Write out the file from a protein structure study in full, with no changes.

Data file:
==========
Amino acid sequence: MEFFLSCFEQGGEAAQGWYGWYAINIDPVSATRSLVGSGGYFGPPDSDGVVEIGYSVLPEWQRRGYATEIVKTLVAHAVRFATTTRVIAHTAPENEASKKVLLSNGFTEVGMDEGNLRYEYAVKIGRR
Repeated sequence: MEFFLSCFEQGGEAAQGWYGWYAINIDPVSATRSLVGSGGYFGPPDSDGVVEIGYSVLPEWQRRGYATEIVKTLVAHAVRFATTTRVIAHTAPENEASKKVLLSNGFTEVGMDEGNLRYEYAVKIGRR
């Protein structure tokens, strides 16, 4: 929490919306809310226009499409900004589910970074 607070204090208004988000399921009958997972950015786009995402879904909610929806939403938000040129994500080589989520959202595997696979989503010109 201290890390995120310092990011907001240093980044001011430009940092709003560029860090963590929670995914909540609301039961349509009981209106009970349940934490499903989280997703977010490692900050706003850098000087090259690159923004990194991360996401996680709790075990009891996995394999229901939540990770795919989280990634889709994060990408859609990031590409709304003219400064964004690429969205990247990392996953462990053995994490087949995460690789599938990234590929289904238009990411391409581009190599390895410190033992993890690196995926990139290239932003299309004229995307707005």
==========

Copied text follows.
Amino acid sequence: MEFFLSCFEQGGEAAQGWYGWYAINIDPVSATRSLVGSGGYFGPPDSDGVVEIGYSVLPEWQRRGYATEIVKTLVAHAVRFATTTRVIAHTAPENEASKKVLLSNGFTEVGMDEGNLRYEYAVKIGRR
Repeated sequence: MEFFLSCFEQGGEAAQGWYGWYAINIDPVSATRSLVGSGGYFGPPDSDGVVEIGYSVLPEWQRRGYATEIVKTLVAHAVRFATTTRVIAHTAPENEASKKVLLSNGFTEVGMDEGNLRYEYAVKIGRR
């Protein structure tokens, strides 16, 4: 929490919306809310226009499409900004589910970074 607070204090208004988000399921009958997972950015786009995402879904909610929806939403938000040129994500080589989520959202595997696979989503010109 201290890390995120310092990011907001240093980044001011430009940092709003560029860090963590929670995914909540609301039961349509009981209106009970349940934490499903989280997703977010490692900050706003850098000087090259690159923004990194991360996401996680709790075990009891996995394999229901939540990770795919989280990634889709994060990408859609990031590409709304003219400064964004690429969205990247990392996953462990053995994490087949995460690789599938990234590929289904238009990411391409581009190599390895410190033992993890690196995926990139290239932003299309004229995307707005």